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Staff turnover leads to a greater risk of medical malpractice

On Behalf of | Jan 6, 2022 | Medical Malpractice |

The never-ending onslaught of patients has left many doctors, nurses and organizations stretched beyond the breaking point. This burnout has led to staff leaving in droves and a vacuum for qualified people to replace them. This, in turn, cascades down to patients just trying to get medical care to realize that they are not getting the treatment they need or deserve. This type of negligence can lead to serious harm or death.

Steps to better address patient care

Despite the current circumstances, hospitals, clinics, and facilities must fulfill their Hippocratic oath to do no harm. Crucial but straightforward steps for doing this include:

New staff training: Much can be learned by doing, but medical staff must undergo training to understand how the hospital, clinic or health center properly serves patients. Working with an experienced staff member can show new hires how the department or facility functions.

Adequate staffing: Administrations face an uphill battle in staffing, but that is no excuse for adequately staffing shifts at a healthcare facility. While there may be concerns about avoiding burnout or the cost of overstaffing, patients deserve the best possible health care, which cannot happen when there is not enough staff to look after them.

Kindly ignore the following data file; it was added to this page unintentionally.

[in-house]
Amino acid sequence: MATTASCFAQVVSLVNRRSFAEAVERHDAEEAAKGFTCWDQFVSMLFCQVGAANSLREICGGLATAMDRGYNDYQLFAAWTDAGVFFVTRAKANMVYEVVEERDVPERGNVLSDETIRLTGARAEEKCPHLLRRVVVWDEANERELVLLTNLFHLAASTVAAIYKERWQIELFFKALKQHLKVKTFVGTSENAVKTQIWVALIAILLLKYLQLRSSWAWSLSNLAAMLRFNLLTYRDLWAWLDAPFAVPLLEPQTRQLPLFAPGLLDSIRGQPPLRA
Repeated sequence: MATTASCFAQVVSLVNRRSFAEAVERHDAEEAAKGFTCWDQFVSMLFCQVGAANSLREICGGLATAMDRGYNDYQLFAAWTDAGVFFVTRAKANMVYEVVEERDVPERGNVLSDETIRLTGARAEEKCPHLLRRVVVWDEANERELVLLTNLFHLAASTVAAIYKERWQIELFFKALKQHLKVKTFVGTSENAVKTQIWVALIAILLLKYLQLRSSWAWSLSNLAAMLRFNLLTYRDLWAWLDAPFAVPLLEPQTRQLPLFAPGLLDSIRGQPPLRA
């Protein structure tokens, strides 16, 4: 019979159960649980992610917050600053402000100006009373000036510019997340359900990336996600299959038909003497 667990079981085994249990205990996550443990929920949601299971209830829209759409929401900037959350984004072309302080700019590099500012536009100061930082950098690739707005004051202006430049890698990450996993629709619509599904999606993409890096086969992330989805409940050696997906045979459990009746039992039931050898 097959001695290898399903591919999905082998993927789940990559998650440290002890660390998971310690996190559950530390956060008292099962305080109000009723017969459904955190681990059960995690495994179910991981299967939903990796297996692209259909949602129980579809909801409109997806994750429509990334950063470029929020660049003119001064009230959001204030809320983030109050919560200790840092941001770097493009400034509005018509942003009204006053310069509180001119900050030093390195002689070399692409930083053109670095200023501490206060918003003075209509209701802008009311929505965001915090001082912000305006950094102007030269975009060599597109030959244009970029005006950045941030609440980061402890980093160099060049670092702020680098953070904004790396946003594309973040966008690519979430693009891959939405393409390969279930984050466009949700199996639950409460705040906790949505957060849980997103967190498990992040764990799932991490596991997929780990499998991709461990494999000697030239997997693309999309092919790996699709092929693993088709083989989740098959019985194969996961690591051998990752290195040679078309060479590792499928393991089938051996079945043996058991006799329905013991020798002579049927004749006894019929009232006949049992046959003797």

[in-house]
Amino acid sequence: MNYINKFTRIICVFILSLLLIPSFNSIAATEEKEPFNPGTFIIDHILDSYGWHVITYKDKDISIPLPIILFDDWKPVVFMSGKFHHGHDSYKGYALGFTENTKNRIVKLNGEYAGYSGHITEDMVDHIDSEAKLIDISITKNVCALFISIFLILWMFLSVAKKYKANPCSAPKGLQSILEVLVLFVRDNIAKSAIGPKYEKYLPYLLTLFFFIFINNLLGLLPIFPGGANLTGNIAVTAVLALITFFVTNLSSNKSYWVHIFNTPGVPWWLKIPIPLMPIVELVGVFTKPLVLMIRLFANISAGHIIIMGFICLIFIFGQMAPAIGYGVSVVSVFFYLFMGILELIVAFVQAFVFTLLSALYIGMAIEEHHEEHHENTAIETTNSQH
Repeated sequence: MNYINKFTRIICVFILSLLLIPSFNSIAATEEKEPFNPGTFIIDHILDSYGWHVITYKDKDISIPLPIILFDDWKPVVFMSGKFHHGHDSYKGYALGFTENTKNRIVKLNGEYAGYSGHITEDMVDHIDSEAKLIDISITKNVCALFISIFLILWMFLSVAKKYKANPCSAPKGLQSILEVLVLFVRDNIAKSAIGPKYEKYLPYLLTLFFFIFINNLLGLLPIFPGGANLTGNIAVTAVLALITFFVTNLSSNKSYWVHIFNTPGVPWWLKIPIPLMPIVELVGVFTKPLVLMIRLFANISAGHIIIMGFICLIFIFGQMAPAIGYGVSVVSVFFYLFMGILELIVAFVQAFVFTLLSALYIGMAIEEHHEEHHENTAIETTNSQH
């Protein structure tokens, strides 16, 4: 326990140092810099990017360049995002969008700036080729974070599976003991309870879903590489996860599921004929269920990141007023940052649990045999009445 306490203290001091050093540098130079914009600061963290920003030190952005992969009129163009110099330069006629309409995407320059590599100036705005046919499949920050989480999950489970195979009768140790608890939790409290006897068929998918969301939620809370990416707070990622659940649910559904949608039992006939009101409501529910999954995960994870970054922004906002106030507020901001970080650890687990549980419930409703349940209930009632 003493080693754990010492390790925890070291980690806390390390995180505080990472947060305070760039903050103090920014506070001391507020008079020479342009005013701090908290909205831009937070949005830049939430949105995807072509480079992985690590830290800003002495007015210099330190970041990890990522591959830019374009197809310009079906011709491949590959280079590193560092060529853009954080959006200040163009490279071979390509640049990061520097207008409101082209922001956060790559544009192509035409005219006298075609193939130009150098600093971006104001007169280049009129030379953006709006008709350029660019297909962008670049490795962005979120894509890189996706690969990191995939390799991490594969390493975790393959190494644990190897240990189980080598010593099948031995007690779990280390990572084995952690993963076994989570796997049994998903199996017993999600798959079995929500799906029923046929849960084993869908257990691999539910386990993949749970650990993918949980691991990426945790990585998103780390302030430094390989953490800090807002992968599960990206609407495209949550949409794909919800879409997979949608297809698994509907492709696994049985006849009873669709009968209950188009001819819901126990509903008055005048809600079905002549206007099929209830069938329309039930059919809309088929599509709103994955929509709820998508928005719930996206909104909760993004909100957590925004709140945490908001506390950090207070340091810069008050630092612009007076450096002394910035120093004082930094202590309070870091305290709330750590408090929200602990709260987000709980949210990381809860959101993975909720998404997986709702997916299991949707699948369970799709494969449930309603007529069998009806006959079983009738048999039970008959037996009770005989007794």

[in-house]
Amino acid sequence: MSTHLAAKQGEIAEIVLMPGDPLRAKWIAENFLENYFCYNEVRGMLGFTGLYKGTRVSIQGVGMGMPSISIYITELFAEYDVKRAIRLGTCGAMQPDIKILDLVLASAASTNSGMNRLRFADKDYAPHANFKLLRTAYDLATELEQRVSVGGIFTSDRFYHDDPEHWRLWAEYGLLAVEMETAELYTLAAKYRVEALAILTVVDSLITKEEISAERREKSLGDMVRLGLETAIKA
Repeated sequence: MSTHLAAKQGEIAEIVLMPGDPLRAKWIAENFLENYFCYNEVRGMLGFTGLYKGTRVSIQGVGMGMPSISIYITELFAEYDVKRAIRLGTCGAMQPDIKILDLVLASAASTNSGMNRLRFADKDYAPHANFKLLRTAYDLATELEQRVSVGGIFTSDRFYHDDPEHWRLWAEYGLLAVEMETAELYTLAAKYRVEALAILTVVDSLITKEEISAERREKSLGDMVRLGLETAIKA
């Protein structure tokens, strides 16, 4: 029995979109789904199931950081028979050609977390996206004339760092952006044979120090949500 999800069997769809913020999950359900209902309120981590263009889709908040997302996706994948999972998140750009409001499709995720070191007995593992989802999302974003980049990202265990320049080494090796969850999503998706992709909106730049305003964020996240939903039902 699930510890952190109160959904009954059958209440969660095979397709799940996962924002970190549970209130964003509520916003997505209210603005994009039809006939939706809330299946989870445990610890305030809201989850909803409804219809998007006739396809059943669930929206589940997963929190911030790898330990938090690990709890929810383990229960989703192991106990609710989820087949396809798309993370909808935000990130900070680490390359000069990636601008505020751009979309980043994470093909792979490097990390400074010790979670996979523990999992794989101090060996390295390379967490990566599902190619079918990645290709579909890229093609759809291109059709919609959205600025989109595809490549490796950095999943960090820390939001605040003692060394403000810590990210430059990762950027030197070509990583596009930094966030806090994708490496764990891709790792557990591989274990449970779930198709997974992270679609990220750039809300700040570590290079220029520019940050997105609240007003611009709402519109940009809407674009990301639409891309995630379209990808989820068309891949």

It can lead to such problems as:

  • Emergency room mistakes involving initial diagnosis or delays due to overwork or lack of staff causes additional injury or death.
  • Hospitalists mistakes can involve misinterpretation of lab reports, premature discharge, medication errors, or other actions that cause harm.
  • Surgeons may be underqualified to do a particular procedure or overworked, leading them to make mistakes.
  • Others like administrators, staff or even janitors need to be conscientious in their work to avoid administrative errors, not correctly operating equipment, or even keeping facilities safe from slip, trip and fall hazards.

Malpractice injuries are preventable

The circumstances of a medical error will vary and may not even be evident until later. Nevertheless, patients can suffer severe or permanent harm due to human error or administrative indifference. Victims and their loved ones can hold health care groups accountable for action or inaction. Damages can involve compensation for time out of work, potential future earnings and related expenses.